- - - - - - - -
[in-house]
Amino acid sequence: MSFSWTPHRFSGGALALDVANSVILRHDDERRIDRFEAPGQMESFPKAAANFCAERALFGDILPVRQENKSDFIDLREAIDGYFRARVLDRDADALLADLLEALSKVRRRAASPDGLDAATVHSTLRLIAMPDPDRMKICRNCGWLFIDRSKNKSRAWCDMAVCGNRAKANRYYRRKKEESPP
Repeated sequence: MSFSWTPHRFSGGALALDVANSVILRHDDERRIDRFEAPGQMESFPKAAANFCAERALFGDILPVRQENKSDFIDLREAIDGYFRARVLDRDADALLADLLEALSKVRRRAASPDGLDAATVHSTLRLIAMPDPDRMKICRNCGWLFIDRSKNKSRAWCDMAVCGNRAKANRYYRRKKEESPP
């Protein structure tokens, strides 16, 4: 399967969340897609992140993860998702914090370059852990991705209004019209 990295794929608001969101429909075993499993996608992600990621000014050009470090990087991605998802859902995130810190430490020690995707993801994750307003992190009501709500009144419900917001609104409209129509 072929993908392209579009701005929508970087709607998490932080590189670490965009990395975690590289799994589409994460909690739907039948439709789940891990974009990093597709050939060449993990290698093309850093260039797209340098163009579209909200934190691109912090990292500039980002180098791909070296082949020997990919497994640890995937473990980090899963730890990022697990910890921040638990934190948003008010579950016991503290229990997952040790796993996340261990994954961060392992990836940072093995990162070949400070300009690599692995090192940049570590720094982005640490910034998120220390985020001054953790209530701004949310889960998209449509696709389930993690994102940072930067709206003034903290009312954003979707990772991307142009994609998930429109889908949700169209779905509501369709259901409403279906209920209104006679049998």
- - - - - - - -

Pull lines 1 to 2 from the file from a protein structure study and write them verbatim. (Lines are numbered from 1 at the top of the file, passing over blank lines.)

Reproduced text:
[in-house]
Amino acid sequence: MSFSWTPHRFSGGALALDVANSVILRHDDERRIDRFEAPGQMESFPKAAANFCAERALFGDILPVRQENKSDFIDLREAIDGYFRARVLDRDADALLADLLEALSKVRRRAASPDGLDAATVHSTLRLIAMPDPDRMKICRNCGWLFIDRSKNKSRAWCDMAVCGNRAKANRYYRRKKEESPP